I have never wished that I hadn’t gotten involved with Corey, even though there were several members of his family who wished that were so (at the time). But I have wished that I could have been someone else for him, even though I profess to be happy with myself as I am. I wish that I had a perky upturned nose and blond hair and significant ta tas and a name like Cindy or Blair. I wish that I fit squarely into the category of All-American girl.

Yeah. Most of those previous statements were lies. At least on some level. I like being different. I like my olive skin and dark hair. I like my exotic name. I like that a man once told me that I should be treated like a goddess and that another man wrote me a poem in which he compared me to a multicolored butterfly. But for every one thing that I like about myself, there are two that I don’t.

All I know is that right now, at this moment, I feel sad and lonely and more than a little insufficient. It’s times like these that the thought crosses my mind that if I were addicted to something, I could just take it and float off into oblivion.

Yeah. Not so much.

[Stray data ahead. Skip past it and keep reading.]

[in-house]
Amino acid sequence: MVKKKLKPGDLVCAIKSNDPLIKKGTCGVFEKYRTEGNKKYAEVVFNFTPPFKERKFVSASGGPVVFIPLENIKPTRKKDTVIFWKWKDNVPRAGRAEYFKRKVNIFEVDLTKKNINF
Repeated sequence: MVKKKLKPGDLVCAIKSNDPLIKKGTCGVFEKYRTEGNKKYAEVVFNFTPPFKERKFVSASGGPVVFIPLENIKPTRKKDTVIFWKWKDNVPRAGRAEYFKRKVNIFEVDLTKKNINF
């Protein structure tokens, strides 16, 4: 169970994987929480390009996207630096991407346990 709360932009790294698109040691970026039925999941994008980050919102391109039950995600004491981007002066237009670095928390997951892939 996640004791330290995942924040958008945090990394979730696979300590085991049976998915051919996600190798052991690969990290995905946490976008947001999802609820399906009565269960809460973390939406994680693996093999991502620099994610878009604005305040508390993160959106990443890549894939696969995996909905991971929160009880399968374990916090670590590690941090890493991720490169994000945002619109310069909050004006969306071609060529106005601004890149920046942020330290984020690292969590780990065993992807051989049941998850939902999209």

Later. Peace.

I needed blues, so all images depicted are by Belgian painter William Degouve de Nuncques (1867-1935)

Music by Tindersticks, “Sweet Memory”

                   

Translucence: An Assay

A dog implausibly large,
with fur the color of rose-quartz, slipped through my sleep

I have never seen roses that color,
or a vein of quartz move through its fissure on soft-padded feet.
This was sure, though: what she wanted was for me to follow.

She did not look back.
A shadow opened then folded behind her.
I followed as if past a gate latch
sliding closed on its own silent weight.

It was not so very different, really
More as if the narrator had turned and departed,
abandoned the story,
and each tree, each stone, stood clear in its own full fate.

The dream, like the dog, went on, travelled elsewhere.
Passed by the moment when everything might have been changed.
Passed by the moment of knowing I wanted everything changed.

~ Jane Hirshfield
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“No one know what causes an outer landscape to become an inner one.” ~ Margaret Atwood

Dawn with Fishermen of Inle Lake, Myanmarby Chris Martin (National Geographic)
Dawn with Fishermen of Inle Lake, Myanmar
by Chris Martin (National Geographic)